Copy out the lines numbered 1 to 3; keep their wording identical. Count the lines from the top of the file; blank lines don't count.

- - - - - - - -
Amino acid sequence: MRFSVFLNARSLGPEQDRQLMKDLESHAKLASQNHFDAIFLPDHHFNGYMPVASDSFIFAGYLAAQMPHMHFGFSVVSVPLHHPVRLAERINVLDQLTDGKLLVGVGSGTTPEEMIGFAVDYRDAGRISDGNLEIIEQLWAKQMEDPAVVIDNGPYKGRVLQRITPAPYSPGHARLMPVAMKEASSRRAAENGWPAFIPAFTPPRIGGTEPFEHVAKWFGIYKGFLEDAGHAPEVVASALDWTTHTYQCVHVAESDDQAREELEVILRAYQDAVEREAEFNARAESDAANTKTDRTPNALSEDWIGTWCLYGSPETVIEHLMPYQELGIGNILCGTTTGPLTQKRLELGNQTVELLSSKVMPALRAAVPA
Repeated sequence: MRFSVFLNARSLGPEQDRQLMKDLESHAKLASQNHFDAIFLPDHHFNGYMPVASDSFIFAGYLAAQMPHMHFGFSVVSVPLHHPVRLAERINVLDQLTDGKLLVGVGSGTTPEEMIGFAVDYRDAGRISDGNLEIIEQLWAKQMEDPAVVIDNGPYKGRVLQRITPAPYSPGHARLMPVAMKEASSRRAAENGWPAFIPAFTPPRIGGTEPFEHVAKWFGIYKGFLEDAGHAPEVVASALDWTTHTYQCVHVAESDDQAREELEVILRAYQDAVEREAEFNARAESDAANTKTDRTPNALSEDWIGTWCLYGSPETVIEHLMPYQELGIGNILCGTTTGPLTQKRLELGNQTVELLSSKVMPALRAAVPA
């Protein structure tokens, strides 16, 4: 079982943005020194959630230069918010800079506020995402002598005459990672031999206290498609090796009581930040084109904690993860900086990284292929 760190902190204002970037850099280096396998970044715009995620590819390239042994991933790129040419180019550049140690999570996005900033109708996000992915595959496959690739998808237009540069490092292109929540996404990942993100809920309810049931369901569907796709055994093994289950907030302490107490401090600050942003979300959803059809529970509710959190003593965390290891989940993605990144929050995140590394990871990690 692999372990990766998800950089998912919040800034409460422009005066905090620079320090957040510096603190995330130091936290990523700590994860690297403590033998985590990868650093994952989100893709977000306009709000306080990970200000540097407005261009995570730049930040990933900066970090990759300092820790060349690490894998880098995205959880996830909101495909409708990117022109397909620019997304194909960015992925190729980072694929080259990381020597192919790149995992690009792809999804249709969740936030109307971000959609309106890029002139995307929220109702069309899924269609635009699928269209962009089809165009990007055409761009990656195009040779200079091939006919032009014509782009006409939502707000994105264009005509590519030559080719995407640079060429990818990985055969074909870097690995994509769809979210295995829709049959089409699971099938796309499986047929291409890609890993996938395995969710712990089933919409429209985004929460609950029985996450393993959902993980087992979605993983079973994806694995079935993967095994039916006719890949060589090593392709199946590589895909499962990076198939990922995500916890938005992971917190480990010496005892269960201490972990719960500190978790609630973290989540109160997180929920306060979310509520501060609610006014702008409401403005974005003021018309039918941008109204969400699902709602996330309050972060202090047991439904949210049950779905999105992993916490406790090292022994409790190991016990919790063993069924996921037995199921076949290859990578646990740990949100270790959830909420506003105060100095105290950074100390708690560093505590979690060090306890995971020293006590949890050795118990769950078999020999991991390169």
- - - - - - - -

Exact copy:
Amino acid sequence: MRFSVFLNARSLGPEQDRQLMKDLESHAKLASQNHFDAIFLPDHHFNGYMPVASDSFIFAGYLAAQMPHMHFGFSVVSVPLHHPVRLAERINVLDQLTDGKLLVGVGSGTTPEEMIGFAVDYRDAGRISDGNLEIIEQLWAKQMEDPAVVIDNGPYKGRVLQRITPAPYSPGHARLMPVAMKEASSRRAAENGWPAFIPAFTPPRIGGTEPFEHVAKWFGIYKGFLEDAGHAPEVVASALDWTTHTYQCVHVAESDDQAREELEVILRAYQDAVEREAEFNARAESDAANTKTDRTPNALSEDWIGTWCLYGSPETVIEHLMPYQELGIGNILCGTTTGPLTQKRLELGNQTVELLSSKVMPALRAAVPA
Repeated sequence: MRFSVFLNARSLGPEQDRQLMKDLESHAKLASQNHFDAIFLPDHHFNGYMPVASDSFIFAGYLAAQMPHMHFGFSVVSVPLHHPVRLAERINVLDQLTDGKLLVGVGSGTTPEEMIGFAVDYRDAGRISDGNLEIIEQLWAKQMEDPAVVIDNGPYKGRVLQRITPAPYSPGHARLMPVAMKEASSRRAAENGWPAFIPAFTPPRIGGTEPFEHVAKWFGIYKGFLEDAGHAPEVVASALDWTTHTYQCVHVAESDDQAREELEVILRAYQDAVEREAEFNARAESDAANTKTDRTPNALSEDWIGTWCLYGSPETVIEHLMPYQELGIGNILCGTTTGPLTQKRLELGNQTVELLSSKVMPALRAAVPA
């Protein structure tokens, strides 16, 4: 079982943005020194959630230069918010800079506020995402002598005459990672031999206290498609090796009581930040084109904690993860900086990284292929 760190902190204002970037850099280096396998970044715009995620590819390239042994991933790129040419180019550049140690999570996005900033109708996000992915595959496959690739998808237009540069490092292109929540996404990942993100809920309810049931369901569907796709055994093994289950907030302490107490401090600050942003979300959803059809529970509710959190003593965390290891989940993605990144929050995140590394990871990690 692999372990990766998800950089998912919040800034409460422009005066905090620079320090957040510096603190995330130091936290990523700590994860690297403590033998985590990868650093994952989100893709977000306009709000306080990970200000540097407005261009995570730049930040990933900066970090990759300092820790060349690490894998880098995205959880996830909101495909409708990117022109397909620019997304194909960015992925190729980072694929080259990381020597192919790149995992690009792809999804249709969740936030109307971000959609309106890029002139995307929220109702069309899924269609635009699928269209962009089809165009990007055409761009990656195009040779200079091939006919032009014509782009006409939502707000994105264009005509590519030559080719995407640079060429990818990985055969074909870097690995994509769809979210295995829709049959089409699971099938796309499986047929291409890609890993996938395995969710712990089933919409429209985004929460609950029985996450393993959902993980087992979605993983079973994806694995079935993967095994039916006719890949060589090593392709199946590589895909499962990076198939990922995500916890938005992971917190480990010496005892269960201490972990719960500190978790609630973290989540109160997180929920306060979310509520501060609610006014702008409401403005974005003021018309039918941008109204969400699902709602996330309050972060202090047991439904949210049950779905999105992993916490406790090292022994409790190991016990919790063993069924996921037995199921076949290859990578646990740990949100270790959830909420506003105060100095105290950074100390708690560093505590979690060090306890995971020293006590949890050795118990769950078999020999991991390169």